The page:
At one time, forests, seemingly endless and eternal, covered much of North America. These forests were occupied by aboriginal people who understood the symbiotic relationship between humans and the forest ecosystem. As the Europeans arrived, wood became more than a source of shelter and heat: it became a commodity. Annie Proulx’ Barkskins is the story of the rise of the lumber industry and the subsequent decline of the forest.
When Charles Duquet and Rene Sel arrive in the New World in 1693, they are indentured servants. They are immediately confronted with “dark vast forest, inimical wilderness.” They must work for the cruel Claude Trepagny for years before acquiring land to work as their own.
Rene Sel works diligently, chopping trees and clearing the forest, waiting for his promised land. Eventually he marries Mari, a Micmac woman, producing several children.
Charles Duquet, however, will not be subject to Trepagny’s whims and disappears into the forest, eventually joining the fur trade. Duquet shows himself to be a skilled businessman, driven by ambition. Unlike those around him, he sees an opportunity in the infinite forest that surrounds him.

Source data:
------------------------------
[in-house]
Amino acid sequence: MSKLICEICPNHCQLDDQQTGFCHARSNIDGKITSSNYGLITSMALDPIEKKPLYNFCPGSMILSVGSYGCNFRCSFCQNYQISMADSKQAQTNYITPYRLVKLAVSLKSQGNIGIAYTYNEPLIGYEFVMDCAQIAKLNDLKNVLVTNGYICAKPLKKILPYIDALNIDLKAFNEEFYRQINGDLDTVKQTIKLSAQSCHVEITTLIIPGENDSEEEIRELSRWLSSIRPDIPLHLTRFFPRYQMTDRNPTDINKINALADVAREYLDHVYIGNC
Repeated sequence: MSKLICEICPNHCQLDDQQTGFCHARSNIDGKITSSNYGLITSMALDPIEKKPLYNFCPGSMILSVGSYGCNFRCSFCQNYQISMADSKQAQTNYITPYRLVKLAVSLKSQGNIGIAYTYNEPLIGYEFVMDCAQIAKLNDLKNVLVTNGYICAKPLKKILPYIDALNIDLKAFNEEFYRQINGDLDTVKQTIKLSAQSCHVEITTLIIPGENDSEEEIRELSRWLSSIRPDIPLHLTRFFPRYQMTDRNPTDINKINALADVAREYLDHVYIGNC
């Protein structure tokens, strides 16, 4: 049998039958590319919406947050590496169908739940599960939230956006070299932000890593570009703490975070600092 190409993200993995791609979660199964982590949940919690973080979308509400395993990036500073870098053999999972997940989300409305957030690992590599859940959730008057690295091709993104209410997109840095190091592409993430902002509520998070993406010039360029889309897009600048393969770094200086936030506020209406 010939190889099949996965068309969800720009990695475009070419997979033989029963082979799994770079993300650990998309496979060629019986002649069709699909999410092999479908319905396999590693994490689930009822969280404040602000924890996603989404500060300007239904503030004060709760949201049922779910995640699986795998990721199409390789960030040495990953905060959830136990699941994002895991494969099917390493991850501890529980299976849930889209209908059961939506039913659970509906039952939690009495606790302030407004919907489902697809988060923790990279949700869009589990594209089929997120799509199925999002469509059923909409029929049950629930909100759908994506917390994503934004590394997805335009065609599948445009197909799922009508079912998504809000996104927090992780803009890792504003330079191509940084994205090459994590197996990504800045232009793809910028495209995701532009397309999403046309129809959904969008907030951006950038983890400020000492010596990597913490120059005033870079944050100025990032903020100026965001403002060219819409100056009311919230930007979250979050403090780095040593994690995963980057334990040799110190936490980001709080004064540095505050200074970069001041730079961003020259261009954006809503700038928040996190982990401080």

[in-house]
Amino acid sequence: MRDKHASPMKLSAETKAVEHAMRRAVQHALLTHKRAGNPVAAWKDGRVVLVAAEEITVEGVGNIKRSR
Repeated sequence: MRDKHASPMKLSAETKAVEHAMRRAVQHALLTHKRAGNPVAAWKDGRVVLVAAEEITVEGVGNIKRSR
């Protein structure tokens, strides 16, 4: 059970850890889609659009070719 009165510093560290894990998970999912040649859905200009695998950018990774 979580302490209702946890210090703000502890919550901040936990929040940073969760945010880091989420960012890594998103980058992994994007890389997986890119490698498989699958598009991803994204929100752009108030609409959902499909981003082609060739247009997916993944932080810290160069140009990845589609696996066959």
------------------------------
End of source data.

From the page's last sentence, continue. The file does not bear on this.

He starts his own logging business: Duquet and Sons. Over the years it becomes Duke and Sons, taking the English name to reflect the changing times. Duquet, like other Europeans, has no qualms about removing the forest; it is an endless and renewable resource.
Rene Sel’s descendants, part French and part Micmac, lose their Micmac heritage over time. European ideology becomes the predominant way of thinking: land is there for the taking and humans must bend it to our will. It is the white man’s duty to cut down the savage forests and subjugate its inhabitants.
Fast forward to today. Sel and Duquet descendants, still working in the woods, become biologists and activists. Even those in the lumber industry finally begin to understand that the vast ecosystems of old growth forests can never be replaced.
Of course, there is much more to this 700 page story. At its heart, Barkskins is a family saga. Generations of Sels and Duquets are born, grow, marry, have children (often with each other) and die. It is also a history, not only of logging but ideology. Proulx explores the idea of man versus nature, and asks whether the two are indeed in conflict. Perhaps, as the first peoples of this continent believed, we are one.